June 2013 122Treasurer, Crispin Drummond assured the audience that the finances are in good shape and that a constitution will be circulated to members for comment and approval preceding an AGM in October

Events Secretary, David Eadsforth introduced the superb guest speaker, screenwriter Julian Unthank who grabs our attention in Doc Martin, New Tricks, The Bill and various other TV dramas.  Julian started as an animal trainer for films, then went to film school with the intention of becoming a producer but then decided he’d prefer to write the scripts himself.  His first film was a short, Potemkin: The Runner’s Cut and had Charles Dance as the main character.

Julian UnthankJulian also won numerous awards, including Raindance Film Festival, for his short film, Love at First Sight starring John Hurt and Phyllida Law.  He has used this film as his calling card in the increasingly competitive film world. Many experienced and good writers are finding it tough to get work as so much drama has been cut.  He cited the old TV soaps as the breeding ground for talent but these don’t exist today so even getting into the business is more difficult than it has ever been.

Julian’s illuminating and energetic presentation, Hidden in Plain Sight – the Secret Structure of the Screen Story, made sure that we will never look at films or TV in the same way again…

Using four distinctly different creative genres:  Harry Potter and the Philosopher’s Stone, Love at First Sight, The Apprentice and a 40 second Dulux commercial, Julian outlined his 17 beat structure that makes for a successful dramatic outcome.

Act One [1/4 of the total length of feature]

1          Opening image [generally an opposite image from the final one]

2          Set up [approx 10 pages – can take up 50% of writing time]

3          Controlling idea [character might state the theme e.g. Do you believe in love at first sight?]

4          Inciting Incident [spurs movie on]

5          Debate [moment of self doubt?]

6          Turning Point

Act Two [1/2 of the total length of feature]

7          B story [contains controlling idea]

8          Promise of Premise [trailer material – easiest to write]

9          Mid point [the mood hangs on this]

10        Things go wrong

11        False defeat or victory

12        Moment of Truth

13        Turning Point 2 [creating more build up]

Act Three [1/14 of total length feature]

14        Finale

15        Climax

16        Resolution [often the main character usually has the last word]

17        Final Shot [defines how the story has moved from the opening shot]

Julian hung all four “dramas” onto this structure and we were amazed how accurately it worked.  He uses Final Draft software for script writing and encouraged everyone to write as visually as possible as so much film has less dialogue than it used to have.  He cited that in the UK drama tends to have 65% dialogue against 35% in the US. Shane Black is his favourite writer of action genre [Lethal Weapon, Iron Man 3, the Last Boy Scout]  and his recommended books are:

How to Write a Movie in 21 days – Viki King

The Writer’s Journey – Christopher Vogler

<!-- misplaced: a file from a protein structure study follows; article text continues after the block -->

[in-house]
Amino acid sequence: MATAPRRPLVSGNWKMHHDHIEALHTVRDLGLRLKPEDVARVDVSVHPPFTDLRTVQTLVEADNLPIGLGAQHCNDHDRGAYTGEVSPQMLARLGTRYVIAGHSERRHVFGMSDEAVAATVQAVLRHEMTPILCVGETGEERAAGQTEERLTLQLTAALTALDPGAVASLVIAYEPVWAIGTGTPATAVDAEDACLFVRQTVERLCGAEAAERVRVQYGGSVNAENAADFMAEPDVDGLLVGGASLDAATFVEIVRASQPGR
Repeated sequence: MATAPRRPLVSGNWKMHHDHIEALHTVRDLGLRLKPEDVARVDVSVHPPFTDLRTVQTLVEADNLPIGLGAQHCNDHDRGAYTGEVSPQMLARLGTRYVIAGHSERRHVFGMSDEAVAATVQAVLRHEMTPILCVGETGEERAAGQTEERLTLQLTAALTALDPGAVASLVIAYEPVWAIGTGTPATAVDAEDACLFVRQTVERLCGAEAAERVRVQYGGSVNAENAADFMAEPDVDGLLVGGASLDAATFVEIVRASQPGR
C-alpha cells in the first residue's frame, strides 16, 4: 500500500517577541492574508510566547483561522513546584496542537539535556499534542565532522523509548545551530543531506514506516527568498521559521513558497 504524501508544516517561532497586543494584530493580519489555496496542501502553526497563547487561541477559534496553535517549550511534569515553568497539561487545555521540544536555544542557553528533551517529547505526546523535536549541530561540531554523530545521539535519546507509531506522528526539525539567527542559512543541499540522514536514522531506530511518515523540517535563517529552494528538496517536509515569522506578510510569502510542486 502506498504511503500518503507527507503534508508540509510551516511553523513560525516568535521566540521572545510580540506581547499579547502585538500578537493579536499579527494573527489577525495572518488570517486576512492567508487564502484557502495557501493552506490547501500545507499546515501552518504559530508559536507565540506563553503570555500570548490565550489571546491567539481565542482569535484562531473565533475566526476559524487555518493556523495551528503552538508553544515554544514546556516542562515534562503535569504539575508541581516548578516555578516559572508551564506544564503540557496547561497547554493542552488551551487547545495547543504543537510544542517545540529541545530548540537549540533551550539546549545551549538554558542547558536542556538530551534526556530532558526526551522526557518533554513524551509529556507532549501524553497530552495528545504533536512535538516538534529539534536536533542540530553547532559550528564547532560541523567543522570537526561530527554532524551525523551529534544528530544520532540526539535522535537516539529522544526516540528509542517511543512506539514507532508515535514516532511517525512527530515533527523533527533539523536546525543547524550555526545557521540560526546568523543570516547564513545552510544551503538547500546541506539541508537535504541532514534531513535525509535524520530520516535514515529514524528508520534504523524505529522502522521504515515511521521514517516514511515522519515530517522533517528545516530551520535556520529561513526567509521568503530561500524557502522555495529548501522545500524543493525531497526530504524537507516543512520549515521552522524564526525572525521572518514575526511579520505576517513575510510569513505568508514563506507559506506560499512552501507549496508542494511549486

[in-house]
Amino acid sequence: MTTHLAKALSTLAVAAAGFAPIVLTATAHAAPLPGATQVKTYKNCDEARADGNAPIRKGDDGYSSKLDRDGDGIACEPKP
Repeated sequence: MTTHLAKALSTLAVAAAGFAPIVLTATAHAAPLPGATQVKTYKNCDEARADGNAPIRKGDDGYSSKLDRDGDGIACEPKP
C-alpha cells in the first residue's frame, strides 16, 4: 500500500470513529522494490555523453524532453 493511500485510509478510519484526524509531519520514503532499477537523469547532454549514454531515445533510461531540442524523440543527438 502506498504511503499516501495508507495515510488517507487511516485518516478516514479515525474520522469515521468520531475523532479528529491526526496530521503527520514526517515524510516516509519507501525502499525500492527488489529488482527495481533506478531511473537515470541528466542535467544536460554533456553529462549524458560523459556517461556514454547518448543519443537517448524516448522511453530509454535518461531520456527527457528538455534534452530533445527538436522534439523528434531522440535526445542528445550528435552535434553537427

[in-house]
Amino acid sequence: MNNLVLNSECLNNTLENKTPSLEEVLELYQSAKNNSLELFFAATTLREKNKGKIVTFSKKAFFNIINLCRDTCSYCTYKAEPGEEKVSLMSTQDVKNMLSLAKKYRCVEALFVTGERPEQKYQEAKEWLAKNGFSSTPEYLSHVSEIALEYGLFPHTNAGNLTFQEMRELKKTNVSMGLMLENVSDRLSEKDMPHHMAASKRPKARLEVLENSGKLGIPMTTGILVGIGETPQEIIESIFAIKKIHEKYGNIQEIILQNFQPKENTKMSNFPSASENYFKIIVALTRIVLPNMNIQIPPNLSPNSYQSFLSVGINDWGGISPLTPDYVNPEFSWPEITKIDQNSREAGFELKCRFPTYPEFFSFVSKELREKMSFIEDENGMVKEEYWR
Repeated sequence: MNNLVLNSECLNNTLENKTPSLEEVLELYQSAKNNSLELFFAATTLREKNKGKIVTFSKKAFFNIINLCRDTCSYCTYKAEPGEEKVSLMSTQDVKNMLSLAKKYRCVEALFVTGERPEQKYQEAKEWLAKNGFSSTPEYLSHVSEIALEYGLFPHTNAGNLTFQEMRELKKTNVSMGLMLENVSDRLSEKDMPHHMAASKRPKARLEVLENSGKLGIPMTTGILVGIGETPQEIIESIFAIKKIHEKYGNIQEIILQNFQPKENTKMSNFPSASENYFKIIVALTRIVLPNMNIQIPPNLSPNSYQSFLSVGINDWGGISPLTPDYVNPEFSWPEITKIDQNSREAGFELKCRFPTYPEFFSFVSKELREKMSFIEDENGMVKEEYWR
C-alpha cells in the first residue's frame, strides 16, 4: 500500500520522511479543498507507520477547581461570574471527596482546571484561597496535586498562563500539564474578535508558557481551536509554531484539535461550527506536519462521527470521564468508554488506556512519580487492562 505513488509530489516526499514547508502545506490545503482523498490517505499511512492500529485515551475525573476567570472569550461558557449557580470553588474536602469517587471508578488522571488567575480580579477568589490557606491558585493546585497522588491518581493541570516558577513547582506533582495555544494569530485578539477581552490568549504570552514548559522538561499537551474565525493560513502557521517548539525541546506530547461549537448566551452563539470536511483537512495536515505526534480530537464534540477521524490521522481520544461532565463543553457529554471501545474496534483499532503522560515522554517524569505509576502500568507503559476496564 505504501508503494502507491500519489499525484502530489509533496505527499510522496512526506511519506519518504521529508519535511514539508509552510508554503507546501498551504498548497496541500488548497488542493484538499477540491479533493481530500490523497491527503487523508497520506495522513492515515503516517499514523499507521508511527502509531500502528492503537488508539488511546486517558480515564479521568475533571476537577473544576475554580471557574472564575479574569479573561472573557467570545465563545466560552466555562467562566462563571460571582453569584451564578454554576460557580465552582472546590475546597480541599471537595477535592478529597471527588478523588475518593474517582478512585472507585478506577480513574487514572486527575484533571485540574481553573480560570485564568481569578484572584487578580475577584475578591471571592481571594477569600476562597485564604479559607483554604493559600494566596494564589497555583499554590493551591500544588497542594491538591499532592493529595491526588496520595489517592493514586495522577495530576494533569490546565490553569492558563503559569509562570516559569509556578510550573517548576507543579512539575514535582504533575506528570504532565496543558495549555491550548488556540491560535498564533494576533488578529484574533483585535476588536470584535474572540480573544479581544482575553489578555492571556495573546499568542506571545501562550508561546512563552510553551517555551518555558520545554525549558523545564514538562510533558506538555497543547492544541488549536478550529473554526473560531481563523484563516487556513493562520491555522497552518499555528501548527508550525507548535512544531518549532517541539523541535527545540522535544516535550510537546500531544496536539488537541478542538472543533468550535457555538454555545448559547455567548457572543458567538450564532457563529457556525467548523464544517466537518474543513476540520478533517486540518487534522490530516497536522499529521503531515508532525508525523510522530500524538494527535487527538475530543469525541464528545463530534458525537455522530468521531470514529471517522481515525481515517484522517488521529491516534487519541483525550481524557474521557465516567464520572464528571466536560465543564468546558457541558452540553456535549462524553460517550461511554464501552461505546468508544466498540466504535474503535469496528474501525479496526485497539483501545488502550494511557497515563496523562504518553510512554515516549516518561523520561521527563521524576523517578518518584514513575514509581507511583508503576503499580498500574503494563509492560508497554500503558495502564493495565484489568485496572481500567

Screenplay: the Foundations of Screenwriting – Syd Field

Save the Cat – Blake Snyder

Story – Robert McKee

Teach Yourself Screenwriting – Ray Frensham

The Screenwriter’s Bible – David Trotter

Dr Gary Farnell led a resounding applause from the audience who had been privileged to hear the equivalent of a full day’s workshop condensed into an evening.

Barbara wrapped up the evening by extending her thanks to everyone who had made the evening such a success.  She gave bouquets to Lindsay Ashford and Laura Hubner and was presented with one herself by Crispin Drummond for her constant and indefatigable efforts on the Society’s behalf.
Report by Carole Hastings

What our members say:

“Dear Barbara, Thanks very much to you and your lovely team for another wonderful finale to Hampshire Writer’s Society’s second season. It is especially magical being in Chawton House with all its literary associations.

We had a fun evening, melting in the atmosphere and enjoying a picnic and the tour.

Obviously the highlight of the evening was Julian Unthank who was so enthusiastic and open about how to write a screenplay! Fantastic stuff! It almost makes one want to have a go!

Many thanks again!”

Joan Robinson-Harris


“What a fabulous evening! And a cracking end to our second season. Julian’s talk/workshop/insight into being a scriptwriter was electrifying, and I shall certainly be reviewing everything I’ve written.

Karin and Gary stole the show though, when they nearly brought the house down with Karin’s comedy sketch.

Thoroughly enjoyable, all the best, Celia. “


“…It was a memorably great evening and we all enjoyed it very much. One of my students, Jan won a prize for ‘Toggles’ which made the evening even more special. Thank you and all the committee for organising such a special evening and all for £2.50 or £5. Amazing!…”


Gala Evening at Chawton House 12th June 2012

Report by Celia Livesey

More than 70 members and guests attended the final meeting of the inaugural year of the Hampshire Writers’ Society and the Annual General Meeting at Chawton House Study Centre. The reception, which started with a picnic in the Old Kitchen at 6 pm, was followed by complimentary strawberries and cream. A fantastic turnout!